The phospholipid bilayer is a good barrier around cells, especially to water soluble molecules. However, for the cell to survive some materials need to be able to enter and leave the cell.
There are 5 basic mechanisms:
Passage Through The Phospholipid Bilayer
What molecules can pass through the phospholipids bilayer?
Small non polar (O2)
Large non polar (lipids)
Small polar (water and CO2)
What molecules cannot pass freely through the bilayer?
Large polar (starch, glucose, and proteins)
Ions (Na+, K+)
Diffusion of liquids
Diffusion through a membrane Cell membrane Inside cell Outside cell
Diffusion through a membrane Cell membrane Inside cell Outside cell diffusion
Diffusion through a membrane Cell membrane Inside cell Outside cell EQUILIBRIUM
Diffusion is the net movement of molecules (or ions) from a region of their high concentration to a region of their lower concentration.
molecules move down a concentration gradient .
Molecules have kinetic energy , which makes them move about randomly.
As a result of diffusion, molecules reach an equilibrium where they are evenly spread out.
Equilibrium = no net movement of molecules from either side.
DIFFUSION refers to the movement (or non) of the SOLUTE (glucose, starch, gases across the membrane!
Molecules that diffuse through cell membranes!
‘ The diffusion of water from an area of high concentration of water molecules to an area of low concentration of water across a semi permeable membrane.
Osmosis Cell membrane partially permeable. Inside cell Outside cell VERY High conc. of water molecules. VERY Low conc. of water molecules. Sugar molecule DILUTE SOLUTION CONCENTRATED SOLUTION
Osmosis Cell membrane partially permeable. Inside cell Outside cell High conc. of water molecules. Lower water potential. Low conc. of water molecules. High water potential. OSMOSIS
Osmosis Cell membrane partially permeable. Inside cell Outside cell OSMOSIS EQUILIBRIUM. Equal water concentration on each side. Equal water potential has been reached. There is no net movement of water
Movement of water in response to the amount of solute on either side of a membrane.
The Rule -
Water will always move toward the side of the membrane with the most solute!
Tonicity comes -in 3 types:
Hypertonic – the side the membrane or part of the solution with the greater amount of solute
Hypotonic – side/part with the lower amount of solute
Isotonic – equal solute content
? ? Which side is hypotonic and which side is hypertonic? A B Draw THIS U-TUBE as it will appear after osmosis takes place.
Which way will the water move?
A solution is made of a solute and solvent.
OSMOSIS: solvent is WATER.
Solute is what is dissolved in water.
THE DIRECTION OF WATER’S CONCENTRATION GRADIENT IS ALWAYS OPPOSITE TO THE DIRECTION OF THE SOLUTE’S CONCENTRATION GRADIENT .
LOW SOLUTE CONCENTRATION HIGH SOLUTE CONCENTRATION HYPOTONIC HYPERTONIC HIGH WATER CONCENTRATION LOW WATER CONCENTRATION LOW OSMOTIC POTENTIAL HIGH OSMOTIC POTENTIAL DILUTE CONCENTRATED
Remember: A hypertonic solution is always relative to a hypotonic solution
TONICITY IN CELLS
Water Movement in the Cell
This is an Osmosis tutorial…for the smart board….
Hypotonic vs. Hypertonic Cells placed in a:
animal cell will gain water – LYSE
Plant cell will swell and become TURGID
animal cell will lose water – shrivel
Plant will lose water – plant cell membrane will detach from cell wall - plasmolysis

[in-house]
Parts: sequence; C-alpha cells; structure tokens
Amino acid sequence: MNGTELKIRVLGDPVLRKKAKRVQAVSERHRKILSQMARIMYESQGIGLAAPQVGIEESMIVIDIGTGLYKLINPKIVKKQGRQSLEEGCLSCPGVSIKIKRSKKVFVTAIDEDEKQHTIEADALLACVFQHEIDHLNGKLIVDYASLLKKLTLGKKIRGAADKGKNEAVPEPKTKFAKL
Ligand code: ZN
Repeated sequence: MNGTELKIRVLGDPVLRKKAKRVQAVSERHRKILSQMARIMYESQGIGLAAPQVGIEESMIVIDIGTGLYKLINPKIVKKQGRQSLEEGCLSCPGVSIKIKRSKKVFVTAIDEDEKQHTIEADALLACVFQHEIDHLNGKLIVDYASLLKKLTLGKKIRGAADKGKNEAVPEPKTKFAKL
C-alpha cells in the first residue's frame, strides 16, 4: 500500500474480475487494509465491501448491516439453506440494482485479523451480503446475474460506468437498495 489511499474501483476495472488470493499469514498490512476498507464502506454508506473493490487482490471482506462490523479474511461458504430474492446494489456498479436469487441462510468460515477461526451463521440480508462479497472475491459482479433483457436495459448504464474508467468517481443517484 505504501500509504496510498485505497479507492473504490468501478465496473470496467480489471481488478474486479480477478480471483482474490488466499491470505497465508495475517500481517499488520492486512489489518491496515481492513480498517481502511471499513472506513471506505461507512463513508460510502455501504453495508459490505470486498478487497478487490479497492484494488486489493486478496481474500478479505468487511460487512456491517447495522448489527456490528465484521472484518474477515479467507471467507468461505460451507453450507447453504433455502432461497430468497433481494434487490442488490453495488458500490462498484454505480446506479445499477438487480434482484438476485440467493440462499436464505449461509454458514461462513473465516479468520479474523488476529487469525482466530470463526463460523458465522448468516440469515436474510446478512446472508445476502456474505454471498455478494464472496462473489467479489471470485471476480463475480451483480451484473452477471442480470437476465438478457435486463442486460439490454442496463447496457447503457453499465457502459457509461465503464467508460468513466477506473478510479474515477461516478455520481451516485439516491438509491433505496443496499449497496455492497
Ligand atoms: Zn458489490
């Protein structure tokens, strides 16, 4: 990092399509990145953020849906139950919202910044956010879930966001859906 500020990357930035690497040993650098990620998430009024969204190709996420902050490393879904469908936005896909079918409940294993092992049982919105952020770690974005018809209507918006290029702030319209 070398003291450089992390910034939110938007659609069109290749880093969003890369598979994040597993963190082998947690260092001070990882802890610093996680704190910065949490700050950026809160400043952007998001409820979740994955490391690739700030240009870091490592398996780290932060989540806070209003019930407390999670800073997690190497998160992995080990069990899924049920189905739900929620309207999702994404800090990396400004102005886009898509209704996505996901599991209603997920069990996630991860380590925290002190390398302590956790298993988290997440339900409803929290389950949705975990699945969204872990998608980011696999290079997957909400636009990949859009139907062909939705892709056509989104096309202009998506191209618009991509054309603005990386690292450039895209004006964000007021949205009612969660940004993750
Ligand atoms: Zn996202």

Do Water Molecules Stop Moving in Isotonic Conditions ?
They continue to diffuse, however there is no net movement.
Equal does not mean STOP
Large polar molecules such as glucose and amino acids , cannot diffuse across the phospholipid bilayer. Also ions such as Na + or Cl - cannot pass.
These molecules pass through protein channels instead. Diffusion through these channels is called FACILITATED DIFFUSION.
Movement of molecules is still PASSIVE just like ordinary diffusion, the only difference is, the molecules go through a protein channel instead of passing between the phospholipids.
Facilitated Diffusion Animation
Facilitated Diffusion through a membrane Cell membrane Inside cell Outside cell Protein channel
Facilitated Diffusion through a membrane Cell membrane Inside cell Outside cell Protein channel diffusion
Facilitated Diffusion through a membrane Cell membrane Inside cell Outside cell Protein channel diffusion EQUILIBRIUM
Facilitated Diffusion: Molecules will randomly move through the opening like pore, by diffusion. This requires no energy, it is a PASSIVE process . Molecules move from an area of high concentration to an area of low conc.
Cells expend energy for active transport .
Active transport involves the aid of a transport protein in moving a solute up a concentration gradient (from an area of low concentration to an area of high concentration).
Energy is required to help the protein to move the solute molecule.
What molecular form does this energy usually have?
ATP – usable cellular energy!
Exocytosis and Endocytosis transport large molecules.
In exocytosis , membrane-bound vesicles (tiny membrane-bounded sacs) containing large molecules fuse with the plasma membrane and release their contents outside the cell.
In endocytosis , the plasma membrane surrounds materials outside the cell, closes around the materials, and forms membrane-bound vesicles to contain the materials.
Two important types of endocytosis are
phagocytosis (“cell eating”) and
pinocytosis (“cell drinking”).
The “engulfing” of material by the cell
The “cell drinking” of material by the cell
Phagocytosis takes in solid particles. Pinocytosis takes in liquids.
Active transport is used to:
Generate charge gradients. Ex. In the mitochondrion, hydrogen ion pumps, pump hydrogen ions into the “intermembrane” space of the organelle as part of making ATP.
2. Concentrate ions , minerals and nutrients inside the cell that are in low concentration outside.
3. Move sodium and potassium ions in and out of the cell. VERY important for nerve function.